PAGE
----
What Does “Right to Remain Silent” Mean and What are Your Obligations to the Police Under the Law?

The right to remain silent flows from the Charter of Rights and Freedoms and is a fundamental right belonging to anyone who has dealings with police. This means that a person is not obligated to speak to the police or any person in authority at any time. You still have an obligation to provide a police officer with your driver’s licence, registration and insurance papers when pulled. However, you have no obligation to talk to them.

Although you have a right to silence, the police do not, in every situation, have an obligation to advise you of your right to silence. For example, if the police are casually speaking to you and not accusing you of a crime then they needn’t advise you of your right to silence. However, if the police arrest you, they have an obligation under the Charter of Rights and Freedoms to “Charter Warn” you – in other words, they must advise you that you have a right to silence, a right to speak to a lawyer etc. This right to silence extends from the first dealings with the police to trial and sentencing. Hence, you are not obligated to testify at your own criminal trial.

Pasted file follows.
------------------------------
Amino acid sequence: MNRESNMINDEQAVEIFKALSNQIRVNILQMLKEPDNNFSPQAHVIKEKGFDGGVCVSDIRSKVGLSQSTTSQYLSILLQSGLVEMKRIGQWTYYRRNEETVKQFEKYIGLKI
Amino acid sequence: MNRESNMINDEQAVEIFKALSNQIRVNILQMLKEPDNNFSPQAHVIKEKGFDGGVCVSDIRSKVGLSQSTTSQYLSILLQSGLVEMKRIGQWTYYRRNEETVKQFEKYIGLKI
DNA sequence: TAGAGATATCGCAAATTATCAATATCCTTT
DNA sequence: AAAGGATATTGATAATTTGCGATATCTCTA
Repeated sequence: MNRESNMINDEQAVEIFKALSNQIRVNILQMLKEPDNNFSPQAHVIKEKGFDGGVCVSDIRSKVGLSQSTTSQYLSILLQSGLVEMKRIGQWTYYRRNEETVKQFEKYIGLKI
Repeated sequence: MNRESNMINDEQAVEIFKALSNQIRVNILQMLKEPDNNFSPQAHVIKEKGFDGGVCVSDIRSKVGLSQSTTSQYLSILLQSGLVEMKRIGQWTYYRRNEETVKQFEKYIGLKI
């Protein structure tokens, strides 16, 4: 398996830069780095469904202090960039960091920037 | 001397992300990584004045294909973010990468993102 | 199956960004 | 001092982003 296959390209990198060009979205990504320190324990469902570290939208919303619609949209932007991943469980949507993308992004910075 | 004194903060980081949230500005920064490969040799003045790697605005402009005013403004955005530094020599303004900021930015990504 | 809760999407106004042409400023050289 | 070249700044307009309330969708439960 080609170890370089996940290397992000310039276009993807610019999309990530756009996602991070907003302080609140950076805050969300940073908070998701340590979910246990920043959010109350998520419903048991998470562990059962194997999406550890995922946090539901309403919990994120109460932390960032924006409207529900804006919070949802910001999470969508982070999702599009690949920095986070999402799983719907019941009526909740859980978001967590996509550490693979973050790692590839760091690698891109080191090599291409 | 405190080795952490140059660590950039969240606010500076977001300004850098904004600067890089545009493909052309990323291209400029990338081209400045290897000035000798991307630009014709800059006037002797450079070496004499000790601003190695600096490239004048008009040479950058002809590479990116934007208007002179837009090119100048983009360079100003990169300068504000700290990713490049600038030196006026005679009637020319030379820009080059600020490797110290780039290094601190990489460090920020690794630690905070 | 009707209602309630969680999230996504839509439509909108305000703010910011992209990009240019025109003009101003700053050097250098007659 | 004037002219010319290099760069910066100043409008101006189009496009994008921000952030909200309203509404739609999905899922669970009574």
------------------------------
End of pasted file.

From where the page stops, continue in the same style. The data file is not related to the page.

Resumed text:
In many cases a person, when dealing with the police, will talk to the police and may say things that are self-incriminatory (ie, things that make a person look guilty). In some cases, the police will do things that are in violation of the Charter of Rights and Freedoms. In such a case a judge, at an accused’s trial, has the power to exclude evidence such as a confession or any statement that is self-incriminatory.

Noah Neaman has over 25 years of experience dealing with important issues such as the right to silence. If you are unsure of what your rights are and you are dealing with the police, call Noah Neaman at 778-881-1785 for a free initial consultation.


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